It’s hard to believe that Christmas is almost here. Soon it will be winter and the holidays will be behind us. For more than twenty years, Starbucks has celebrated the season with holiday cups. The first was in 1997, and today, those initial holiday cups are hard to find—few were saved (who knew the impact they’d have?), electronic design files were lost (a 2001 earthquake), and it was not yet common to take food/coffee selfies (the word “selfie” wasn’t even in use until the early 2000s.)
In August 1997, designer Sandy Nelson was new to the company, and the holiday cup design was one of her first assignments with the company: “We had what felt like a hundred cup designs pinned up on the wall. Then Howard [Schultz, then Starbucks CEO] came by, looked at them, and picked my design. I couldn’t believe mine was chosen.”
Starbucks First Holiday Cups
We think of red Starbucks holidays cups, but the first cups came in four jewel-toned colors (magenta, sapphire, emerald, and amethyst), with a design of swirls, holly leaves, and coffee beans.
First Starbucks Red Cups
The red we know and love/hate came in 1999 and featured snowflakes, stockings, and other holiday images. That year, Jon Cannell, a member of the design team, called the candy-apple red “joyous” and said that “it really resonated with customers.”
In 2000, the Gingerbread Latte made its first appearance with the red-and-brown-kraft-paper “Coffeetown” holiday cups.
The next decade would feature cups that looked like a gift, with green and red ribbon; cups with whimsical holiday line art, a style that would come back in several years’ designs; cups with many snowflakes; cups with illustrations resembling paper silhouettes in traditional holiday settings; and cups with cozy knit-sweater backgrounds.
In 2010, cups began to have a more modern look to the designs. 2013 featured a touch of gold on the red cup, and 2014’s cups had bold brushstrokes and colors. In 2011, Starbucks Cup Magic, an augmented reality app that made the scenes on the cup, came to life.
The Starbucks Red Cup Christmas Controversy
And then there was 2015: the red cup that waged a “war on Christmas” was actually a poppy-and-cranberry-colored ombré. Christian internet evangelist Joshua Feuerstein’s video went viral, and other conservatives also took up the cause. Starbucks responded by affirming “a culture of belonging, inclusion, and diversity” as one of the company’s core values.
The year 2016 featured 13 designs by women from six different countries, all in white-on-red color schemes, and expressing “the shared spirit of the holidays as told by our customers.” (There was controversy right before these came out: on November 1, right around the time the holiday cups are introduced, there was an uproar when stores began using a green cup with a “mosaic of more than a hundred people drawn in one continuous stroke”—a limited-edition cup symbolizing community and unity that came out right before the 2016 US election. The actual holiday cups came out shortly after.)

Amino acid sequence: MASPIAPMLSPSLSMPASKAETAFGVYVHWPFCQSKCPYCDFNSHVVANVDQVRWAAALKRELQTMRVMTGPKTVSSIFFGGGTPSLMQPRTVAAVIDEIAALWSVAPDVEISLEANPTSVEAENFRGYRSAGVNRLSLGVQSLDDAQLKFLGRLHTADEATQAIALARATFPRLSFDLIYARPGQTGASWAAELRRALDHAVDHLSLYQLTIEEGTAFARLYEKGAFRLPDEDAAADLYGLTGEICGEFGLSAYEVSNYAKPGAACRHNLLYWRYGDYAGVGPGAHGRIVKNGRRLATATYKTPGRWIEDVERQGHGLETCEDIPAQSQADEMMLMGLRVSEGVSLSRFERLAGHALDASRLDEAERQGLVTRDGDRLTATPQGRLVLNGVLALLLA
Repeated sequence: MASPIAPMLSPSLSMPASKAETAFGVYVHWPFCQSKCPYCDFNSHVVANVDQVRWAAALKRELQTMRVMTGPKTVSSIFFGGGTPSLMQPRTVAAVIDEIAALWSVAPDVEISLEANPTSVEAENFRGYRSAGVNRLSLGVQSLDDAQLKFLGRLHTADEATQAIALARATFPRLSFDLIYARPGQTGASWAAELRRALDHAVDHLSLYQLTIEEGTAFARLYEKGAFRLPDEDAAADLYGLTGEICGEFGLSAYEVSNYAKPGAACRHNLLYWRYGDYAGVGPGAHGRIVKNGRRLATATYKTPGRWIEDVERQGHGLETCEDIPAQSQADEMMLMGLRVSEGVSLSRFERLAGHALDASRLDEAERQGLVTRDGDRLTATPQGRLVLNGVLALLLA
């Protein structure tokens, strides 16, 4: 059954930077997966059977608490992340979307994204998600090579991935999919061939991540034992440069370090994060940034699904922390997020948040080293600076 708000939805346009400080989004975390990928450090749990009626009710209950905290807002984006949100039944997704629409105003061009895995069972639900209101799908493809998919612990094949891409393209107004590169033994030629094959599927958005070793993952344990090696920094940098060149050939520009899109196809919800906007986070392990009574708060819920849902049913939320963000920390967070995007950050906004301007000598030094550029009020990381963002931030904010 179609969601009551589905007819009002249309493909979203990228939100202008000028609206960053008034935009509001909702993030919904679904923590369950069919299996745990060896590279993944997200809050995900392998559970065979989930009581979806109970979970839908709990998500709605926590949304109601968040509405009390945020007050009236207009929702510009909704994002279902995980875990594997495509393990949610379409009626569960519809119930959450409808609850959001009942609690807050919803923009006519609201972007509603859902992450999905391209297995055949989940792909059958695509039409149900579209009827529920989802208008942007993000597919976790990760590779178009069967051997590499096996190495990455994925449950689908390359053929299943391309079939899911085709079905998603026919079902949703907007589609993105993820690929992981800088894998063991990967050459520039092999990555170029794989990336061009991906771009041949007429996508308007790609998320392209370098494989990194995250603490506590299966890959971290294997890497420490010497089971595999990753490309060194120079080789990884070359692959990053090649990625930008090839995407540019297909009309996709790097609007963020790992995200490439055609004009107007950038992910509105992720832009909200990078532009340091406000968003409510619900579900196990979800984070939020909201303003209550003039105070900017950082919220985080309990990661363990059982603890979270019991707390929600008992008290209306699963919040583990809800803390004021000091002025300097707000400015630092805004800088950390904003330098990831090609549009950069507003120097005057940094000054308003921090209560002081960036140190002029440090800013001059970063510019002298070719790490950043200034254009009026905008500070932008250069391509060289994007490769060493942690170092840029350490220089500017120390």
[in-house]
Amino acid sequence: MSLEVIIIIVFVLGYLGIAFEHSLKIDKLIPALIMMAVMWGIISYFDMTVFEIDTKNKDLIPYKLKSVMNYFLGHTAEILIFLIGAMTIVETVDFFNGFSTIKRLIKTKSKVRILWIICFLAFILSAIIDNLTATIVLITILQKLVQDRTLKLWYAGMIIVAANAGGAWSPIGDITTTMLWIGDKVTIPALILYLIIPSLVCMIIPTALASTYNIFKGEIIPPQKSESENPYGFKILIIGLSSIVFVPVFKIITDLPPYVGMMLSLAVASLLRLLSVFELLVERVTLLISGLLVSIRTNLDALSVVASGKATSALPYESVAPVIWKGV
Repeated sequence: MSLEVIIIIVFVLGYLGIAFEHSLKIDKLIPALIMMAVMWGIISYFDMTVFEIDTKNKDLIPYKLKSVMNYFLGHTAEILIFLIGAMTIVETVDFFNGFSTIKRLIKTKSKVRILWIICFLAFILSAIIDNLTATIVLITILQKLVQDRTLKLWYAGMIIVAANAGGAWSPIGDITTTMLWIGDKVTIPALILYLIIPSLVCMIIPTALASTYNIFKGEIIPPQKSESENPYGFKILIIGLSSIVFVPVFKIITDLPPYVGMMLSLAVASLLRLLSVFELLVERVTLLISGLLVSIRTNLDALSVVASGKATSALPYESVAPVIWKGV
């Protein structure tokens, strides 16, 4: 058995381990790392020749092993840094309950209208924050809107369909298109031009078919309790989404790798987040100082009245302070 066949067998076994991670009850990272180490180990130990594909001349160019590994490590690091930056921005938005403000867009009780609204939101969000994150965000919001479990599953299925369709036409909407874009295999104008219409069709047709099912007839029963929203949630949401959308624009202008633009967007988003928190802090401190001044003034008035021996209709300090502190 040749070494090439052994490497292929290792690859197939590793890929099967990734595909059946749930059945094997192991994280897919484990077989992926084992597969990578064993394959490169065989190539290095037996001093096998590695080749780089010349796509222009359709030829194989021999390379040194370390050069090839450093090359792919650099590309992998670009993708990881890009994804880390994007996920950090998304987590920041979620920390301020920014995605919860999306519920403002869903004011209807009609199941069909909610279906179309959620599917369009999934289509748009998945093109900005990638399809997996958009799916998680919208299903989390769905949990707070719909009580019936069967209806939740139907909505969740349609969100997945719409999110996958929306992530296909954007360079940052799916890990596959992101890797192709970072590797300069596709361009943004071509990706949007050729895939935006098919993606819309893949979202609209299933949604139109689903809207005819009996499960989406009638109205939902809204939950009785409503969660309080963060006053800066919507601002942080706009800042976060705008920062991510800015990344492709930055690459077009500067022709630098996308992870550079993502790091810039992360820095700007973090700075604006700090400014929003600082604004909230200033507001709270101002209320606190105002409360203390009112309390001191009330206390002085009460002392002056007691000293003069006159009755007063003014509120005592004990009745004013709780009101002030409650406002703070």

And then there was 2017 and another controversy, though much more muted this time: the cup included a drawing of a pair of hands connecting, and the genders were not clear, to which a BuzzFeed article asked a question already popping up on social media: “Definitely gay, right?” (Color-wise, the cup was a break from sixteen years of red backgrounds: it featured black line drawings, including a Christmas tree and presents and ornaments, on a white background with splashes of red and green—it was intended as an interactive cup customers could draw on.)
Another controversy popped up in 2018, but this time it was unrelated to the design—the lineup included a free reusable red cup with a 50-cent discount on drinks during certain hours of the day throughout the holiday season. (For the holiday designs, an all-red cup was back, along with a few other designs, including another all-green one.) The cup was available for one day only, and most locations ran out early in the day.
2019 included another reusable cup and simple, cheerful designs.
2020 Starbucks Holiday Cups
2020 was a year like no other. Orders could be made in the café, drive-through, or curbside pickup, with mobile orders rising. Starbucks again offered a reusable cup with discounts, and the holiday lineup featured more traditional yet whimsical designs.
Countdown to Starbucks Red Cups 2021
This year, Starbucks is bringing back their festive red cups. Rumor has it that new designs will be unveiled Sunday, November 7, 2021. We’ll update this post when we have more information about how you can get your hands on a cup of coffee with the new Starbucks red cups.